Principle 17: The Physical and Biological Processes Are Interactive

It is possible to change the biological processes by chan ging the physical processes and vice versa. This means that all processes influence all other processes. This prin ciple is of particular interest for all aquatic ecosystems where it is in most cases easy to change the physical processes, for instance the hydrology, and thereby obtain the desired biological effects. A characteristic example is the possibility to reduce the eutrophication of a reservoir by increasing the flow rate during spring and summer and reduce it during fall and winter. It is an example of application of the subdiscipline of ecological engineering called ecohydrology (see also chapter Ecological Engineering: Overview).

The principle is important for the chapters Coastal Zone Restoration, Estuary Restoration, Lake Restoration, Lake Restoration Methods, Riparian Zone Management and Restoration, and Stream Restoration (all about restoration of aquatic ecosystems) and for ecological management of aquatic ecosystems (see chapters Coastal Zone Management, Mariculture Waste Management, Stream Management, Water Cycle Management, and Watershed Management).

Principle 18: Ecosystems Are More Than the Sum of Their Parts and Ecosystems Have Emergent Properties

This principle is consistent with a holistic view of eco systems and also with Principle 16. The principle expresses and explains that it is necessary in the application of ecological engineering as a tool for devel opment of a better environmental strategy to consider both physical and biological processes, to take into account the entire interactive network of all ecological components, to consider the adjacent ecosystems and the entire landscape, and so on. The principle may be considered as a summary of several previous principles. It underlines that ecosystems are working as systems not as loosely connected components. It also explains the emergent properties.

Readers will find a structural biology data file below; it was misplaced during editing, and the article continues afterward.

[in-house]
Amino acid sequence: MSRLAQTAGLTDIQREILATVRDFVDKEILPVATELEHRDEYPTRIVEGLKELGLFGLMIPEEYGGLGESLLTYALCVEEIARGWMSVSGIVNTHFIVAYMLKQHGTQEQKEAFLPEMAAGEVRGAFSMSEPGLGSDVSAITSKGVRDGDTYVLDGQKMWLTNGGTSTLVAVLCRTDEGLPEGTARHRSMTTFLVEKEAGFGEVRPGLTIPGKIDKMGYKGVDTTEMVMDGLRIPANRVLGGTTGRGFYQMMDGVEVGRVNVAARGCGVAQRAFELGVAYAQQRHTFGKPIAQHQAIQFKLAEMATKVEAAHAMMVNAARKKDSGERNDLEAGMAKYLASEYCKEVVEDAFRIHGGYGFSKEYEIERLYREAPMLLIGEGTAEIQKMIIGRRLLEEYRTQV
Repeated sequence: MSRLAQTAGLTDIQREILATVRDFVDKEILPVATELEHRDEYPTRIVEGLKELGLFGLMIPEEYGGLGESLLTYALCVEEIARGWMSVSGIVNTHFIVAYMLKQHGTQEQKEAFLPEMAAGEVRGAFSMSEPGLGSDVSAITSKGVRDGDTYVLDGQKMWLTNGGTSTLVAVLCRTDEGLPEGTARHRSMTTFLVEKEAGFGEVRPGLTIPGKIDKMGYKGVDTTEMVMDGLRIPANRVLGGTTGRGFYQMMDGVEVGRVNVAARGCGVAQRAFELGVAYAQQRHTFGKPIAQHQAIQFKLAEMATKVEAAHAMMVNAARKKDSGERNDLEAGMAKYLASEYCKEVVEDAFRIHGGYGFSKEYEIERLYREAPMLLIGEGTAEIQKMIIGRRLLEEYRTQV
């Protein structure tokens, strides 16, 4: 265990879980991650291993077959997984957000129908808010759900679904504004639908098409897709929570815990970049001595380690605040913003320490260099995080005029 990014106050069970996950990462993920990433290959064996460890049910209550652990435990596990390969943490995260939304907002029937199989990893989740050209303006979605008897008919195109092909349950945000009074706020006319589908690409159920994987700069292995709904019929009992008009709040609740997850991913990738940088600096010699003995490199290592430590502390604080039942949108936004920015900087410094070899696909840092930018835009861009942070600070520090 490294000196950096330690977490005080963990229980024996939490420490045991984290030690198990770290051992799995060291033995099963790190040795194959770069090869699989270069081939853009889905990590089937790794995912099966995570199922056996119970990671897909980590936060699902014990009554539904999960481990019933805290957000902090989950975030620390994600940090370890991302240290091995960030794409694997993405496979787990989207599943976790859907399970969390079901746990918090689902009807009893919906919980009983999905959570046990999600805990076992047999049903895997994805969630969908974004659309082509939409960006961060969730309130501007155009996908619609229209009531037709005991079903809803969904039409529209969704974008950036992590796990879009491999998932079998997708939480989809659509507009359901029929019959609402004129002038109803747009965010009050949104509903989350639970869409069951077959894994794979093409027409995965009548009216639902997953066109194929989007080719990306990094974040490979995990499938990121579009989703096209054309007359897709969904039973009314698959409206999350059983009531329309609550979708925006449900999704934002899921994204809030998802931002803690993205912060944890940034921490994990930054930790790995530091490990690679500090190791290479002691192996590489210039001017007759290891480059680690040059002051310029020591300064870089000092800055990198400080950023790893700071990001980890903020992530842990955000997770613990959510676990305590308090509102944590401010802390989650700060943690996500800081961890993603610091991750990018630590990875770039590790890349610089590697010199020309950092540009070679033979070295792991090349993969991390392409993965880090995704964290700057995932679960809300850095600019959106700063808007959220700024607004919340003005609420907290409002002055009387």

Principle 19: Ecosystems Have Their (Enormous) Information Stored in the Structures

The structures include organisms and the physical structures of the landscape. It is important in ecological engineering to maintain the high level of information that is embodied in the genes of the organisms and in the structure of the networks. The information deter mines self organization, buffer capacity, homeostatic capability, diversity, (synergistic) networks, and recy cling capability. The success of application of an ecological engineering method is of course dependent on the maintenance of all these characteristics of eco systems and it is therefore crucial to protect and maintain the high level of information that is stored in ecosystems.

The design principles in the chapter Design Principles are also rooted in the 19 principles. The Overarching Principles are the thermodynamic principles and the energy flow principles, which are in accordance with Principles 2-4. Recycling and self organization men tioned as important design features are Principles 5, 6, and 8. Furthermore, it is mentioned that the forcing functions and the history - Principles 1 and 14 - must be considered for the design in ecological engineering. The design principles (see chapter Design Principles) that are applied in ecological engineering are therefore com pletely consistent with the 19 principles.